Oxford theatre, 'church of film' for 80 years, closes its doors

Former Oxford theatre projectionist says the theatre meant a lot to many people over it's 80-year history. The final show was Wednesday.

'There was something different about going and seeing a film there and unfortunately this is the end'

The final show at the Oxford Theatre is tonight. (Robert Short/CBC)

The lights went down for the last time Wednesday evening at Halifax's 80-year-old Oxford theatre.

When the art deco-style, single-screen cinema opened eight decades ago, former projectionist Aaron Larter, who now works at the Halifax Central Library, said it was during a boom time for west-end Halifax.

"It was a special place for a lot of the people who worked there, who went there," Larter said.

The Oxford Theatre in 1957. (Nova Scotia Archives)

In his time working at the theatre, Larter has seen weddings and special screenings, including one of the musical Grease where people dressed up and danced.

"To work there it was just kind of a magical place," he said. "There was something different about going and seeing a film there and unfortunately this is the end of that."

Sold to developer

The current owner of the Oxford, Cineplex of Toronto, announced two weeks ago the building that houses the theatre, located at the corner of Quinpool Road and Oxford Street, was sold to a local business owned by the Nahas family, Nanco Group.

The art deco-style, single screen cinema opened eight decades ago during a boom time for west-end Halifax. (Robert Short/CBC)

The developer said it plans to keep the building intact and turn it into a commercial and residential complex.

'A church of film'

Larter, who worked as a projectionist and manager at the Oxford between 2005 and 2008, said he was sad to hear news of the closure, but not entirely surprised.

"Part of me knew that this day was going to come eventually," he said, noting that sold-out shows at the theatre were rare in recent years.

"To work there it was just kind of a magical place," says former projectionist Aaron Larter. (Robert Short/CBC)

Larter said for him and others, the Oxford was more than just another theatre — it had character and a sense of history.

"For me it was kind of like a church, a church of film. It was a special place that you went and it just added onto the experience of seeing a film there. It enriched that experience," he said. "It was part of the whole package deal so I'm definitely going to miss that."

When the theatre opened in 1937, it was billed as a glamorous movie palace and cost 30 cents to see a film. (Robert Short/CBC)

First dates, film festivals

Just before the theatre's 75th anniversary, then-owner Empire Company Ltd. invested in a makeover that included renovating the auditorium. In 2012, the theatre also switched to a digital projector from the old film projector that Larter and another projectionist, Kevin Priest, had operated.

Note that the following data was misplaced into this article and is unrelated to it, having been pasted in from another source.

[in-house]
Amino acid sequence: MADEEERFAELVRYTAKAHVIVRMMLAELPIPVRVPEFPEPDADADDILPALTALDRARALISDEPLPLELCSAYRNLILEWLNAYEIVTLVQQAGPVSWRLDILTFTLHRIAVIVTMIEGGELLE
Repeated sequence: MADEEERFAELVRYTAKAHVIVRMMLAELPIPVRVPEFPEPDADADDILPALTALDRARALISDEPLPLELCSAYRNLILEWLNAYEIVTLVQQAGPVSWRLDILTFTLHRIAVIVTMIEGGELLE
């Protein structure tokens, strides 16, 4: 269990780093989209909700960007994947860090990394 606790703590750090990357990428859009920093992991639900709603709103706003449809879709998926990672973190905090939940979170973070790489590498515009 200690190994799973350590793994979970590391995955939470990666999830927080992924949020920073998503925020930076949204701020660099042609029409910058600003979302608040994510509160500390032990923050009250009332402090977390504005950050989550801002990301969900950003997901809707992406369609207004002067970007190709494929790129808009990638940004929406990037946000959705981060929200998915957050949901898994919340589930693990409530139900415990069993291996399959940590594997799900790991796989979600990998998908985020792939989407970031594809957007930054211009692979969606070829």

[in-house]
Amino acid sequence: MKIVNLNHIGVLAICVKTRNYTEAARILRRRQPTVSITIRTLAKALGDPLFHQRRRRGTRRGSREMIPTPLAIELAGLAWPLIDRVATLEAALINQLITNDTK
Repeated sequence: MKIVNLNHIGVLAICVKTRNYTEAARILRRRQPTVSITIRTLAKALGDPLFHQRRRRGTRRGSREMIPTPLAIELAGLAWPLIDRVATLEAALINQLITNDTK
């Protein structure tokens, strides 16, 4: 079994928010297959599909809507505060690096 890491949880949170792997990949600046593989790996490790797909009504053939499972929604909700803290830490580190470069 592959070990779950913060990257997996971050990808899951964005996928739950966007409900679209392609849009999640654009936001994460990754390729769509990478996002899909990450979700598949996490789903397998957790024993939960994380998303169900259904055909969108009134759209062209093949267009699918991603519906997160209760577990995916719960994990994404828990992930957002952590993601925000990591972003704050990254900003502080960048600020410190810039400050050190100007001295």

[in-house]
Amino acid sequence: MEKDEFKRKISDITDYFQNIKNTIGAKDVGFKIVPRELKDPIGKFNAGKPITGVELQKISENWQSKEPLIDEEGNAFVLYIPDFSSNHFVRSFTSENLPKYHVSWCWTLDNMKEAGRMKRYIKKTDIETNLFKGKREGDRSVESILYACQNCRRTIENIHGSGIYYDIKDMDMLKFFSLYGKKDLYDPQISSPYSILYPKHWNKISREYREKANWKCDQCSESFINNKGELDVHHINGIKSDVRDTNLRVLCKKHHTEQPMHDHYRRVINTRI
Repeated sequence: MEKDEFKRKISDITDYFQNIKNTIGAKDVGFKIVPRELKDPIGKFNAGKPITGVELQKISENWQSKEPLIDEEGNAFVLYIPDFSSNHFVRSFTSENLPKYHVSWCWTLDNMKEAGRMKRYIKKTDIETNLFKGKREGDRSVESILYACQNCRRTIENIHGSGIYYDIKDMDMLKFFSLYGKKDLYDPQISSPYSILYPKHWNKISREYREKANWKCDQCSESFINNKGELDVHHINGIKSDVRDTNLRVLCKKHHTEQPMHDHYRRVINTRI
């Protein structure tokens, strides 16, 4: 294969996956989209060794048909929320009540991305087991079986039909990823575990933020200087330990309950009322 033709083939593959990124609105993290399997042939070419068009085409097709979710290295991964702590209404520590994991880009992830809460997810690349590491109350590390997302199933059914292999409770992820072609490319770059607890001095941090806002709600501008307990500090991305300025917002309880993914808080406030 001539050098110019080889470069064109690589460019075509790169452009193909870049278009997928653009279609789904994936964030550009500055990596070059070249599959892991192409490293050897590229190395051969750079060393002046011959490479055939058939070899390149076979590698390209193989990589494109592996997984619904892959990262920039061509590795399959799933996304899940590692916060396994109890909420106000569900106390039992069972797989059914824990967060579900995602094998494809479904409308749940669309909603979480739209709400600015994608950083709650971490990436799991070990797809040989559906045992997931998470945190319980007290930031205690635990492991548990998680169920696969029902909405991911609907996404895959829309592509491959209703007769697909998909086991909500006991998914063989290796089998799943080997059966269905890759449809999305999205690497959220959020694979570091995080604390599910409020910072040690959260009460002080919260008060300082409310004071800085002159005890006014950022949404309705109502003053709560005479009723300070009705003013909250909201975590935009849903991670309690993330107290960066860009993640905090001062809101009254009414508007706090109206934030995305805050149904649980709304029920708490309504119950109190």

For 20 years, Priest operated the projector, mostly as a hobby, about one day a week. He was first introduced to the hobby by his dad, who made a career as a projectionist in Halifax theatres, though not at the Oxford.

The theatre held a lot of meaning for residents, Priest said.

Kevin Priest worked as a projectionist at the Oxford for 20 years. (Steve Berry/CBC)

"I think given its tenure, how long it's been around, it meant a lot of things to a lot of different people — you know, a place where they might have gone on first dates," he said.

The busiest times were during film festivals, when they had to change reels for every show.

"If you do something wrong, it's always a full house for film festivals," Priest said. "So if something happens, the bulb blows, it's not just like changing a light bulb, it's a lot more complicated than that. If something happens, you've got to fix it and fix it fast," he said.

The art deco-style, single screen cinema opened eight decades ago during a boom time for west-end Halifax. (Robert Short/CBC)

'A landmark in the city'

The last film Priest screened was Ghost Writer starring Ewan McGregor in 2010. Right now, the marquee from that show is the screensaver on his phone — a lasting memento of a difficult moment.

"It was over. It was the end of something that I enjoyed," said Priest. "Film has always been a big part of my life and to walk away from that and never really go back, it's a big change."

The developer says it plans to keep the building intact and turn it into a commercial and residential complex. (Robert Short/CBC)

Priest said he didn't have tickets for any of the final shows celebrating the history of the Oxford but he's going to miss the place.

"I did drive by last night to see what was on the marquee," he said. "It's a landmark in the city."

The final film at the Oxford is a sold-out screening of Titanic that started at 7 p.m.

Priest said he didn't have tickets for any of the final shows celebrating the history of the Oxford but he's going to miss the place. (Robert Short/CBC)

About the Author

Cassie Williams

Reporter/Editor

Seasick marine biologist, turned journalist. I live in Halifax. You can reach me at cassandra.williams@cbc.ca

Comments

To encourage thoughtful and respectful conversations, first and last names will appear with each submission to CBC/Radio-Canada's online communities (except in children and youth-oriented communities). Pseudonyms will no longer be permitted.

By submitting a comment, you accept that CBC has the right to reproduce and publish that comment in whole or in part, in any manner CBC chooses. Please note that CBC does not endorse the opinions expressed in comments. Comments on this story are moderated according to our Submission Guidelines. Comments are welcome while open. We reserve the right to close comments at any time.